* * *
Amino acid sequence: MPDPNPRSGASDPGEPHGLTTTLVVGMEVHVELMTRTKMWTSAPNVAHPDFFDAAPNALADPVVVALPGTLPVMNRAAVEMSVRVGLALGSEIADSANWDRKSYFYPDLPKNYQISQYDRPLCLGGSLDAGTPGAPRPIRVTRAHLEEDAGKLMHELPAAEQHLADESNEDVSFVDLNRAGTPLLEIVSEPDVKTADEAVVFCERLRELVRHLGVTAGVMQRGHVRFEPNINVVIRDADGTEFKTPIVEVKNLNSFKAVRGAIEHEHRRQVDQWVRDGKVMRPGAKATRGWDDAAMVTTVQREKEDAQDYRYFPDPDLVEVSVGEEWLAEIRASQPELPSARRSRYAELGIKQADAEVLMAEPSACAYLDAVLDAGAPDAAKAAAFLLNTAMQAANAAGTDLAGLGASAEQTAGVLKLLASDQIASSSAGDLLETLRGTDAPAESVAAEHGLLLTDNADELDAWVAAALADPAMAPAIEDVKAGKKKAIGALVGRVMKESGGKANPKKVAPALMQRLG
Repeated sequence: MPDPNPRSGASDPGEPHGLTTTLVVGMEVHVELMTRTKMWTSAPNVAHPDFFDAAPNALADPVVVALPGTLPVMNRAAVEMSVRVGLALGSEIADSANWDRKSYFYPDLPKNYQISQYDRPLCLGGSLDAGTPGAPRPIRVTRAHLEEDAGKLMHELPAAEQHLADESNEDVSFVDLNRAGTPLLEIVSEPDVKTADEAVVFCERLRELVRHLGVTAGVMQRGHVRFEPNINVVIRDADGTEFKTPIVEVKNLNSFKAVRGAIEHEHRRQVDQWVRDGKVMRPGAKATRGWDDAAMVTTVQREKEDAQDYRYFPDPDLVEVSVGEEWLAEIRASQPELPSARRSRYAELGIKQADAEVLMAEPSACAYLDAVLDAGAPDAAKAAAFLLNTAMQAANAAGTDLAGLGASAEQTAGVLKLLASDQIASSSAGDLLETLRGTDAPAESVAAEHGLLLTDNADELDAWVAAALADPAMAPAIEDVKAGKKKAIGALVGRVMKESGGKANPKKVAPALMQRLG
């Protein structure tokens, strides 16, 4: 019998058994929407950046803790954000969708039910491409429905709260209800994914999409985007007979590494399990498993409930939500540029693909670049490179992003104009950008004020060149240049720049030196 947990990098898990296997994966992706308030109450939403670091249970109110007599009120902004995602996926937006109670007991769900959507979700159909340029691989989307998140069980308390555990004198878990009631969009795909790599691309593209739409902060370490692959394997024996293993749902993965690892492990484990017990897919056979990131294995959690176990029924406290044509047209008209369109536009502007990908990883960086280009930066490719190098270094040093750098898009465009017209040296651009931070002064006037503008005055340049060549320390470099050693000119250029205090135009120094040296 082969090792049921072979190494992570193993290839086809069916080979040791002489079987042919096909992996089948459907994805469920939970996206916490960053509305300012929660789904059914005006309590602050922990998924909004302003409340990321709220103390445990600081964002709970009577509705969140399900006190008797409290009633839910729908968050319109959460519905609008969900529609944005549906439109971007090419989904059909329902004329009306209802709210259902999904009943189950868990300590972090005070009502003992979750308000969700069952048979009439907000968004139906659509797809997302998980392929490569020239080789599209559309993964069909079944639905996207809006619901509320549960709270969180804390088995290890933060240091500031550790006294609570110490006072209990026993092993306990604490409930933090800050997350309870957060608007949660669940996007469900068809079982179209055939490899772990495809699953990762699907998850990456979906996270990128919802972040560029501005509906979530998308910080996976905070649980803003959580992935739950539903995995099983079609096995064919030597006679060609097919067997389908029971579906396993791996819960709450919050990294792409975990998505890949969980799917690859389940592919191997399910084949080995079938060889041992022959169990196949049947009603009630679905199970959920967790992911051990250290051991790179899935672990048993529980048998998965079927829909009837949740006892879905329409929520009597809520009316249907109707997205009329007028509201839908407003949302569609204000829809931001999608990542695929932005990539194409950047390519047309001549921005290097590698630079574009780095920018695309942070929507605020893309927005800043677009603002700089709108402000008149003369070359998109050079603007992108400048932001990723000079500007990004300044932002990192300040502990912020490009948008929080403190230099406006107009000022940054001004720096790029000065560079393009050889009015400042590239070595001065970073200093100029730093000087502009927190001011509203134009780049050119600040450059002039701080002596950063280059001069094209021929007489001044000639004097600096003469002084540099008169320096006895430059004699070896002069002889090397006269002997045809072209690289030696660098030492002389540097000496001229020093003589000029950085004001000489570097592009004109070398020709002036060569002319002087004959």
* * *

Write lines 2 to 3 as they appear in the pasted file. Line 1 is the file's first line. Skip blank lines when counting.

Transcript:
Repeated sequence: MPDPNPRSGASDPGEPHGLTTTLVVGMEVHVELMTRTKMWTSAPNVAHPDFFDAAPNALADPVVVALPGTLPVMNRAAVEMSVRVGLALGSEIADSANWDRKSYFYPDLPKNYQISQYDRPLCLGGSLDAGTPGAPRPIRVTRAHLEEDAGKLMHELPAAEQHLADESNEDVSFVDLNRAGTPLLEIVSEPDVKTADEAVVFCERLRELVRHLGVTAGVMQRGHVRFEPNINVVIRDADGTEFKTPIVEVKNLNSFKAVRGAIEHEHRRQVDQWVRDGKVMRPGAKATRGWDDAAMVTTVQREKEDAQDYRYFPDPDLVEVSVGEEWLAEIRASQPELPSARRSRYAELGIKQADAEVLMAEPSACAYLDAVLDAGAPDAAKAAAFLLNTAMQAANAAGTDLAGLGASAEQTAGVLKLLASDQIASSSAGDLLETLRGTDAPAESVAAEHGLLLTDNADELDAWVAAALADPAMAPAIEDVKAGKKKAIGALVGRVMKESGGKANPKKVAPALMQRLG
């Protein structure tokens, strides 16, 4: 019998058994929407950046803790954000969708039910491409429905709260209800994914999409985007007979590494399990498993409930939500540029693909670049490179992003104009950008004020060149240049720049030196 947990990098898990296997994966992706308030109450939403670091249970109110007599009120902004995602996926937006109670007991769900959507979700159909340029691989989307998140069980308390555990004198878990009631969009795909790599691309593209739409902060370490692959394997024996293993749902993965690892492990484990017990897919056979990131294995959690176990029924406290044509047209008209369109536009502007990908990883960086280009930066490719190098270094040093750098898009465009017209040296651009931070002064006037503008005055340049060549320390470099050693000119250029205090135009120094040296 082969090792049921072979190494992570193993290839086809069916080979040791002489079987042919096909992996089948459907994805469920939970996206916490960053509305300012929660789904059914005006309590602050922990998924909004302003409340990321709220103390445990600081964002709970009577509705969140399900006190008797409290009633839910729908968050319109959460519905609008969900529609944005549906439109971007090419989904059909329902004329009306209802709210259902999904009943189950868990300590972090005070009502003992979750308000969700069952048979009439907000968004139906659509797809997302998980392929490569020239080789599209559309993964069909079944639905996207809006619901509320549960709270969180804390088995290890933060240091500031550790006294609570110490006072209990026993092993306990604490409930933090800050997350309870957060608007949660669940996007469900068809079982179209055939490899772990495809699953990762699907998850990456979906996270990128919802972040560029501005509906979530998308910080996976905070649980803003959580992935739950539903995995099983079609096995064919030597006679060609097919067997389908029971579906396993791996819960709450919050990294792409975990998505890949969980799917690859389940592919191997399910084949080995079938060889041992022959169990196949049947009603009630679905199970959920967790992911051990250290051991790179899935672990048993529980048998998965079927829909009837949740006892879905329409929520009597809520009316249907109707997205009329007028509201839908407003949302569609204000829809931001999608990542695929932005990539194409950047390519047309001549921005290097590698630079574009780095920018695309942070929507605020893309927005800043677009603002700089709108402000008149003369070359998109050079603007992108400048932001990723000079500007990004300044932002990192300040502990912020490009948008929080403190230099406006107009000022940054001004720096790029000065560079393009050889009015400042590239070595001065970073200093100029730093000087502009927190001011509203134009780049050119600040450059002039701080002596950063280059001069094209021929007489001044000639004097600096003469002084540099008169320096006895430059004699070896002069002889090397006269002997045809072209690289030696660098030492002389540097000496001229020093003589000029950085004001000489570097592009004109070398020709002036060569002319002087004959």